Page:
By Larry Turay
Data lines and multiplexing have been with us in the heavy-duty world since 1990. The increased use of ABS, electronic ICUs, and automated transmissions to name a few, led the way that made the use of electronic control necessary for proper operation. Increased government regulations and tighter emission controls have led to updates and ongoing changes. Mainly with the introduction of emission controls; EGR, Aftertreatment, DEF and generic engine DTCs. A quick refresher on what multiplexing and data management is in order.
Multiplexing is the combining of multiple signal outputs and switch or sensor inputs on a common circuit in order to reduce wiring complexity. Other advantages include automatic configuration of the vehicle for driving conditions, improved troubleshooting, customized parameters and configuration. heavy duty applications will use various data lines including J1708/J1587, J1939, and CAN that depend on multiplexing to operate.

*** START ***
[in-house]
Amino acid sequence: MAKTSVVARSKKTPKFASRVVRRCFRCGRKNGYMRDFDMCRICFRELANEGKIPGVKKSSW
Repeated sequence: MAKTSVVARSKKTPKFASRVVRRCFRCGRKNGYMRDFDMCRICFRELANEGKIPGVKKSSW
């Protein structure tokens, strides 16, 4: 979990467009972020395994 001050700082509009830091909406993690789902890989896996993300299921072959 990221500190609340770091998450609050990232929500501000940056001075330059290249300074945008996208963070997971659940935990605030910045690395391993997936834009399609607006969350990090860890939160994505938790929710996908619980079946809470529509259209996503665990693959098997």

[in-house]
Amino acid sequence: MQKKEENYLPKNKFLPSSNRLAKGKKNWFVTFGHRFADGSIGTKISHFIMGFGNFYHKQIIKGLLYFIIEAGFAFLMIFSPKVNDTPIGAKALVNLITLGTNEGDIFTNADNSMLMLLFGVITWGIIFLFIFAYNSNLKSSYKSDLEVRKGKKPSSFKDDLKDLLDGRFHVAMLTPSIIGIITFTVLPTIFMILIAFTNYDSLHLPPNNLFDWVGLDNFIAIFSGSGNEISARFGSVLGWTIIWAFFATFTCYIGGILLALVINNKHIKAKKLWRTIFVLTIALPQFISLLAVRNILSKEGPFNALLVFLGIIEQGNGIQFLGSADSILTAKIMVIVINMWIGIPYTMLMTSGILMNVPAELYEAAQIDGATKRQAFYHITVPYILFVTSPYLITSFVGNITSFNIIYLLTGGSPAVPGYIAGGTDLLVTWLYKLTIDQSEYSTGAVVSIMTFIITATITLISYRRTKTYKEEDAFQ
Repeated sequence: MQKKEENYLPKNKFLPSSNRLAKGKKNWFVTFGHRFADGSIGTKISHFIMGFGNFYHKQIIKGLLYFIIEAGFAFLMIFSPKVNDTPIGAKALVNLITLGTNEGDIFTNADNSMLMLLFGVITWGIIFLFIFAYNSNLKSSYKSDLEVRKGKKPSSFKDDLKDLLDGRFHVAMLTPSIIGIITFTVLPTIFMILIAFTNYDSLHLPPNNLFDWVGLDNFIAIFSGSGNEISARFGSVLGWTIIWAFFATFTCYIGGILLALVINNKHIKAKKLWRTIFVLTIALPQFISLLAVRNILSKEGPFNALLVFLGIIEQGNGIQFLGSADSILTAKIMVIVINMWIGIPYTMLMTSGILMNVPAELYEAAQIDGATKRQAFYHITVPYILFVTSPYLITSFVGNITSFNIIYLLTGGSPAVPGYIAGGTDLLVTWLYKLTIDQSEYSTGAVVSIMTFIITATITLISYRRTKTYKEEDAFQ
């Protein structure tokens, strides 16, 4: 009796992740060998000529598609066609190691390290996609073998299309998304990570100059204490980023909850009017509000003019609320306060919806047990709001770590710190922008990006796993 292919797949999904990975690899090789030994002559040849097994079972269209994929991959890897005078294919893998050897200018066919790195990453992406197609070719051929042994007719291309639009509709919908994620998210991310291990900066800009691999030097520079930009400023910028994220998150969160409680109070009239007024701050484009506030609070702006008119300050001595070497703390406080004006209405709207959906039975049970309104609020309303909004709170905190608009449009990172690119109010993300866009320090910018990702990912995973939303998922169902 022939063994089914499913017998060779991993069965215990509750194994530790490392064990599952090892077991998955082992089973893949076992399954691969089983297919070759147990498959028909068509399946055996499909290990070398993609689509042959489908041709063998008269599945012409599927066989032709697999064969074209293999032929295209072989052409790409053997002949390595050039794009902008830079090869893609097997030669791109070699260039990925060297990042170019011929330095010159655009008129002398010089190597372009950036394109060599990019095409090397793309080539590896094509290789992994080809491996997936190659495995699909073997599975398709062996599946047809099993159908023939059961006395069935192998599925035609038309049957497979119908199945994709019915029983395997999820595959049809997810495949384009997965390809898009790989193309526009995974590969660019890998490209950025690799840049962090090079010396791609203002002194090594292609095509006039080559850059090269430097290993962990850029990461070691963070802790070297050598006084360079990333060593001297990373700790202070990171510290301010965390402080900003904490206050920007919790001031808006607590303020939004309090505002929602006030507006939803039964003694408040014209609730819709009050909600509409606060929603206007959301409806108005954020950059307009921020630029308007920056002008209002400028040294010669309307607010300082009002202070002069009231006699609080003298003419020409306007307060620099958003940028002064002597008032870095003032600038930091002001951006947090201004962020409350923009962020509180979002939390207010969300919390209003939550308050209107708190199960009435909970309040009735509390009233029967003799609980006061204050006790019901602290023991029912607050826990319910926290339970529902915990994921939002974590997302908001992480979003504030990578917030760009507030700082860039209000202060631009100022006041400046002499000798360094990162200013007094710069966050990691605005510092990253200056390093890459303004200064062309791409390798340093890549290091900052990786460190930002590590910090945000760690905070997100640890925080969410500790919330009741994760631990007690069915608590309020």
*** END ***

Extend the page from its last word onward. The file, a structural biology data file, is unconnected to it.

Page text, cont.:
Beginning with electronic engine controls introduced in 1990, the J1708/J1587 data line was used to communicate with the engine controls. Its purpose was primarily to convey fault codes and instrumentation. J1708 was the hardware standard for wire size, diagnostic connector, bus configuration, and so forth. J1587 was the communication standard, 8 bits per byte, 9.6 kbps, and a standardized language format. It is a bus style datalink using junction blocks. The J1708 datalink is identified by its green and orange twisted pair wiring. It runs at a slow rate of 9.6 bps, which was sufficient for its original purpose; transmit fault codes to a common connector to diagnostic tools. However, it soon became overburdened by its communication load. It was replaced for a short time by the J1922 datalink until the J1939 datalink was developed to support the increased datalink speeds. It continued to be on vehicles until 2016. (Read More)